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One of the major goals of my real-money portfolio is to introduce and explain the various screens I use to find great stocks. I'll be running each screen for you monthly. Plus, in pure Moneyball fashion, I am now tracking and scoring each one so we'll know exactly what's working and what's not. More on that in a moment.
In the batter's box today: my "7 Signs of a Winner" screen.
This particular screen was born out of my work with Motley Fool co-founder Tom Gardner for the Motley Fool Hidden Gems service. Tom is always studying winning and losing stocks in order to learn how to better find the champions and avoid the dogs -- and I help him as best I can. A few years ago, we studied all of the Hidden Gems winners to find out what they had in common. We found that many of them shared these seven traits:
1. Double-digit rising sales: We view this as one of the most telling indicators of a real growth company. We love earnings growth as well, but earnings are too easily manipulated. Revenue growth, however, is a pretty pure marker of rising demand and pricing power.
2. Rising free cash flow and book value: While earnings can be fudged, cash is where it's at -- and great businesses generate lots of it. A company that's growing both its free cash flow and book value is on the right track.
3. Improving margins: The ability to take in more and more profit from each dollar of sales indicates competitive advantages and efficient management.
4. Rising return on equity: We use ROE as a decent proxy for how well a company allocates capital -- what Warren Buffett calls the most important aspect of management.
5. Insider ownership: This one's no surprise to all you veteran Fools out there. As shareholders of a company, we are part owners of the business, and we'd like a significant portion of management to be our co-owners. That way, there's more incentive for them to act in our best interests. We look for ownership of 5% or more.
6. Regular dividends: Research indicates that dividend-paying companies tend to be better at managing capital and growing earnings. We feel that the pressure of making quarterly cash payments forces a certain discipline on managers and deters them from such destructive habits as "empire building" -- that's when companies in search of something to do with their cash start making less-than-ideal acquisitions.
7. Out-of-the-way success: Many big winners come out of relative obscurity and are never media darlings or hot IPOs.
...and the pitch!
Armed with that information, the natural question to ask is: "How can I find companies that meet these standards?" Well, by screening, of course! Armed with my awesome Capital IQ screening tool, I looked for companies with more than $200 million in market cap that met the following criteria over the past 12 months:
- Total revenue growth of 10% or better
- Free cash flow growth greater than zero
- Book value growth greater than zero
- Net margin growth greater than zero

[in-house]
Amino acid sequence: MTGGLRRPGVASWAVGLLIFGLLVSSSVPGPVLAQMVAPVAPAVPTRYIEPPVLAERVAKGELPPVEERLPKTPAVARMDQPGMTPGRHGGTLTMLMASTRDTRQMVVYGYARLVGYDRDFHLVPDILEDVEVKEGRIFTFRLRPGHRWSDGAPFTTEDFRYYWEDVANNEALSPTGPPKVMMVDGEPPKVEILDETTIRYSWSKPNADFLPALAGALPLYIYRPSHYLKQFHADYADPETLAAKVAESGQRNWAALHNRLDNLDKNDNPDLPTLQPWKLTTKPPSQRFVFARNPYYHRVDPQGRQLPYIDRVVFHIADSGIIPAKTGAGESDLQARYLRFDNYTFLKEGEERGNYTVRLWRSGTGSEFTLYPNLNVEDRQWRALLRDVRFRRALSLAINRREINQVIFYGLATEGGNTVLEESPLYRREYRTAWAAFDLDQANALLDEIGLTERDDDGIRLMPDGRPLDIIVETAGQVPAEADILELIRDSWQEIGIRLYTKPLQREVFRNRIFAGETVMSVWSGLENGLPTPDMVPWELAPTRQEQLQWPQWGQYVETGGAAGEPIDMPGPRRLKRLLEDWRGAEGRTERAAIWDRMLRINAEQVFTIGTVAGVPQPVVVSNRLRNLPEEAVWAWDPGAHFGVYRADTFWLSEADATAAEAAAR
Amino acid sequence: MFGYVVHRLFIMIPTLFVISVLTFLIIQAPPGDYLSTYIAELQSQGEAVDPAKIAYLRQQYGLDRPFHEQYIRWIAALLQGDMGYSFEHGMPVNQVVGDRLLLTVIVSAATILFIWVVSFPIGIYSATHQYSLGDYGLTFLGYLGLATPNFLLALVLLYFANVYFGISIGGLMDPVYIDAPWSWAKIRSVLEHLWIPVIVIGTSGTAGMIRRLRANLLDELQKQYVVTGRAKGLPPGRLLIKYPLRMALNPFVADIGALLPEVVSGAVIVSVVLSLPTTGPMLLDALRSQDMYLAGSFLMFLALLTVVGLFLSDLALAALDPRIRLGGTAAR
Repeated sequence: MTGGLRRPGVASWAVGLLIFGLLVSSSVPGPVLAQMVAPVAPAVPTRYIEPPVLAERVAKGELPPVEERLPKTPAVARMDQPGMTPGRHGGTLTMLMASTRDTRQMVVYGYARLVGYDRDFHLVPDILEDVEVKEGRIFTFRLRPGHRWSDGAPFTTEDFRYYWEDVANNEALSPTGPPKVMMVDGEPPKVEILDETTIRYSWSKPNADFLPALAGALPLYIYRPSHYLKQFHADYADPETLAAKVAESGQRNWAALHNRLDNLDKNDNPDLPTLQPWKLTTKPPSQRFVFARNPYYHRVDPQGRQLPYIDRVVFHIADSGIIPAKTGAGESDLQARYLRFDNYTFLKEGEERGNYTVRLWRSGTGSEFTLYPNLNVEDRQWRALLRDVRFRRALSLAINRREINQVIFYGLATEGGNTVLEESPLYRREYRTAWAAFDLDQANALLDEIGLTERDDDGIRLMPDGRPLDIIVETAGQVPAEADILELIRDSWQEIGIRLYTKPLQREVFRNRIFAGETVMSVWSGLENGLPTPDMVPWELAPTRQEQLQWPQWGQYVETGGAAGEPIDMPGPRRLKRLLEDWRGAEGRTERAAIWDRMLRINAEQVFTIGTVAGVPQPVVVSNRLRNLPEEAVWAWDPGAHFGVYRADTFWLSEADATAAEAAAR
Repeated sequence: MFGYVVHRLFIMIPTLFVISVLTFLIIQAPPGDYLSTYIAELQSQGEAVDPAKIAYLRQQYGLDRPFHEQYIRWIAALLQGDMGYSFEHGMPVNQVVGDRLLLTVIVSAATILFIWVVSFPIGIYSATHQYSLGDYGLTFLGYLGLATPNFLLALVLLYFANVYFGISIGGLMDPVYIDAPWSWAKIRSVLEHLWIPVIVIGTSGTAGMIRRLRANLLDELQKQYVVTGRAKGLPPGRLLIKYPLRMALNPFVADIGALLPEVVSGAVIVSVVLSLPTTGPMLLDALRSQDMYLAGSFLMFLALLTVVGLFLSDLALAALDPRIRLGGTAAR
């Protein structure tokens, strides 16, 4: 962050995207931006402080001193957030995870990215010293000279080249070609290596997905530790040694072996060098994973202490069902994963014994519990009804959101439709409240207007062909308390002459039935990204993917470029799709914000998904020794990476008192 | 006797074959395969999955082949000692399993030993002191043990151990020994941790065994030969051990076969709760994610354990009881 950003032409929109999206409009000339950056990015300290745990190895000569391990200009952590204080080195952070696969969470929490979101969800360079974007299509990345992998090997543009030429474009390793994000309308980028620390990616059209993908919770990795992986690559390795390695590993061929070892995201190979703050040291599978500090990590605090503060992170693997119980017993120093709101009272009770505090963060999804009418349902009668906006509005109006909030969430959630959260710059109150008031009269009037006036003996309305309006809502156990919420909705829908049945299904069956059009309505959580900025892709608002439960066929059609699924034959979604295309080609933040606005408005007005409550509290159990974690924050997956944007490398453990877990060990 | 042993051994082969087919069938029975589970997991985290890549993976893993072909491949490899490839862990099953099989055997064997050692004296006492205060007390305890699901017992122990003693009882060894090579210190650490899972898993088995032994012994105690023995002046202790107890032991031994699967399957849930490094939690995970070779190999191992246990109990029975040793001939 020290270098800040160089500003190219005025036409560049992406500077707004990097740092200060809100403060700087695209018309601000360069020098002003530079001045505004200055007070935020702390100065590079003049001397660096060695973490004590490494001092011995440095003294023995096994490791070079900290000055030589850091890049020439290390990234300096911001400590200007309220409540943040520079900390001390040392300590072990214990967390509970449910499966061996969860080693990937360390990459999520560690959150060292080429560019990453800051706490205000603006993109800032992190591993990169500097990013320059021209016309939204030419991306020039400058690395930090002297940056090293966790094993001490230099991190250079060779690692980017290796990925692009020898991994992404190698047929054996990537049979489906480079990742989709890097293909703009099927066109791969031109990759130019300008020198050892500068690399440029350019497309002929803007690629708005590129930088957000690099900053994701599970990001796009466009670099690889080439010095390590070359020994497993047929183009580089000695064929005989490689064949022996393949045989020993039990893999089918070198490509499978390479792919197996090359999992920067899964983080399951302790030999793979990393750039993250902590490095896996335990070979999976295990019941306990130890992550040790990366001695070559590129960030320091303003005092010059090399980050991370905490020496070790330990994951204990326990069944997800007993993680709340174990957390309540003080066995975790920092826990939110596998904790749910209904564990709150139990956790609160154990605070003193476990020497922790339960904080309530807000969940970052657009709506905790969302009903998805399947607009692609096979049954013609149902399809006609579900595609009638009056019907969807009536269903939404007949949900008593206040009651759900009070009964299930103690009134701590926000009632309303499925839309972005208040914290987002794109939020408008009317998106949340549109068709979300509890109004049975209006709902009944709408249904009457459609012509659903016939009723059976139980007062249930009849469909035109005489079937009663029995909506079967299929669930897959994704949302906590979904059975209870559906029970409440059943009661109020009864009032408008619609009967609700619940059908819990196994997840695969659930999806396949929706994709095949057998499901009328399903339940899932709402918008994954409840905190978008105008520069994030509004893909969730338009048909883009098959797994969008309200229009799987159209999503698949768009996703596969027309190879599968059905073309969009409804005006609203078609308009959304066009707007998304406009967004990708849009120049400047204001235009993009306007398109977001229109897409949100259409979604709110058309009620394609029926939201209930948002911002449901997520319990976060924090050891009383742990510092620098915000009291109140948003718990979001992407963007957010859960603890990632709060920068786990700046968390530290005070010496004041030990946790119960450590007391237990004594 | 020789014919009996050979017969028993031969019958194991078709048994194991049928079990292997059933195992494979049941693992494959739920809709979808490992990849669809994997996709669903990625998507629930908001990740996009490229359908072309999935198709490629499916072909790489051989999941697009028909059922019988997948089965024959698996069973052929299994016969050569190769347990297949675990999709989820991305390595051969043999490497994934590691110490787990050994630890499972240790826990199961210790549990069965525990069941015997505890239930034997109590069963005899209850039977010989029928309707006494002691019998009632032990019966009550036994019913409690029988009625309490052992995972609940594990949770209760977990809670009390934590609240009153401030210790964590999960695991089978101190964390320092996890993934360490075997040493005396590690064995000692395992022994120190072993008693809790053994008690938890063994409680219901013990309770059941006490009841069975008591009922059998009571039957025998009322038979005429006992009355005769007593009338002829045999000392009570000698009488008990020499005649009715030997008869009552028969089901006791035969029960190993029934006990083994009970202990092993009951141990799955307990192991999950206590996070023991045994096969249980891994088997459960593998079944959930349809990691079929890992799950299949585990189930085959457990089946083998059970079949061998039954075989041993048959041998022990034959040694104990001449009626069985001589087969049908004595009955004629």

- ROE growth greater than zero
- Insider ownership at least 5% or better
- Dividend yield greater than zero
The only thing I can't screen for is out-of-the-way success, but if I feel a stock is overhyped and overvalued, I won't consider it for my portfolio.
Of the 3,585 companies on U.S. exchanges with a market cap of $200 million or greater, only 36 passed the screen.
The list has something for nearly every type of investor. If you're looking for a high dividend yield, consider Main Street Capital (NYSE: MAIN ) (7%) and Energy Transfer Equity (NYSE: ETE ) (6.1%). Also, The Buckle's official yield is only 2%, but the company may yet again hand out a special dividend that could push its effective yield closer to 7% or 8%.
Value investors will find five stocks with forward earnings multiples under 10, led by Western Refining's (NYSE: WNR ) 5.9 multiple. Universal Health Services, Cascade, Textainer, and RPC (NYSE: RES ) also have single-digit forward P/Es.
For high-growth aficionados, bebe stores (Nasdaq: BEBE ) is expected to boost earnings per share 163% annually over the next two years, from $0.14 per share in 2012 to $0.50 per share in fiscal 2014. Likewise, estimates have Cogent Communications going from $0.10 per share in 2012 to $0.84 in 2014.
Those are just a few of the 36 that passed the screen, but I'll post the full list on my discussion board. Also, every new company will be entered as a "buy" on the 7 Signs Motley Fool CAPS page, and those dropping off the screen this month will be "sold" in the CAPS account. That doesn't represent the way we would normally buy and sell stocks; you can see that in my actual portfolio. But this methodology should let us use CAPS to give us an idea of the effectiveness (or lack thereof) of the screen.
Besides the high yielders I mentioned here, you can find a few more that our analysts are excited about in our special report, "Secure Your Future With 9 Rock-Solid Dividend Stocks." It's yours free -- just click here.